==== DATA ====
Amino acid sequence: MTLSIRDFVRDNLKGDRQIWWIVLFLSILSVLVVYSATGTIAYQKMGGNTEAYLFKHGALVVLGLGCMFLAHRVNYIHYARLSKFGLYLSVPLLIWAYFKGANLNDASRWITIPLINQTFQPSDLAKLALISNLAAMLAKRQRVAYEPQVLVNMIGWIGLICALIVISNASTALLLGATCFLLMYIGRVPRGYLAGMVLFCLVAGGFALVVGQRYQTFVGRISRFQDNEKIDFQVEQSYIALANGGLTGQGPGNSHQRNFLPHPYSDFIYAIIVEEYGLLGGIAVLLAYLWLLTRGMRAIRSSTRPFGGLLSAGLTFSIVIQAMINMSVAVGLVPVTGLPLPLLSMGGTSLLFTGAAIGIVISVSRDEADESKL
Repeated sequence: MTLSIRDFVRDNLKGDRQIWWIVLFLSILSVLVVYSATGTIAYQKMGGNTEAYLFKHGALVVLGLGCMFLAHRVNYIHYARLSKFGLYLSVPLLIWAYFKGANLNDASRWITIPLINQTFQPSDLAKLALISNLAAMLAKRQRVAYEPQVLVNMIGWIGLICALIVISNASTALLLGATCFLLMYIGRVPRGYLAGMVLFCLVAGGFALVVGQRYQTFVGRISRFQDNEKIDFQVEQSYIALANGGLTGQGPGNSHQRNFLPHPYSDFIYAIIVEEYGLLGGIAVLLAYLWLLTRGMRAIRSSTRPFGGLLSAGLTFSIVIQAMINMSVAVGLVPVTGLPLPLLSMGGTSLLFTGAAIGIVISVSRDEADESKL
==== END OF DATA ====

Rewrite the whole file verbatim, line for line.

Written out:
Amino acid sequence: MTLSIRDFVRDNLKGDRQIWWIVLFLSILSVLVVYSATGTIAYQKMGGNTEAYLFKHGALVVLGLGCMFLAHRVNYIHYARLSKFGLYLSVPLLIWAYFKGANLNDASRWITIPLINQTFQPSDLAKLALISNLAAMLAKRQRVAYEPQVLVNMIGWIGLICALIVISNASTALLLGATCFLLMYIGRVPRGYLAGMVLFCLVAGGFALVVGQRYQTFVGRISRFQDNEKIDFQVEQSYIALANGGLTGQGPGNSHQRNFLPHPYSDFIYAIIVEEYGLLGGIAVLLAYLWLLTRGMRAIRSSTRPFGGLLSAGLTFSIVIQAMINMSVAVGLVPVTGLPLPLLSMGGTSLLFTGAAIGIVISVSRDEADESKL
Repeated sequence: MTLSIRDFVRDNLKGDRQIWWIVLFLSILSVLVVYSATGTIAYQKMGGNTEAYLFKHGALVVLGLGCMFLAHRVNYIHYARLSKFGLYLSVPLLIWAYFKGANLNDASRWITIPLINQTFQPSDLAKLALISNLAAMLAKRQRVAYEPQVLVNMIGWIGLICALIVISNASTALLLGATCFLLMYIGRVPRGYLAGMVLFCLVAGGFALVVGQRYQTFVGRISRFQDNEKIDFQVEQSYIALANGGLTGQGPGNSHQRNFLPHPYSDFIYAIIVEEYGLLGGIAVLLAYLWLLTRGMRAIRSSTRPFGGLLSAGLTFSIVIQAMINMSVAVGLVPVTGLPLPLLSMGGTSLLFTGAAIGIVISVSRDEADESKL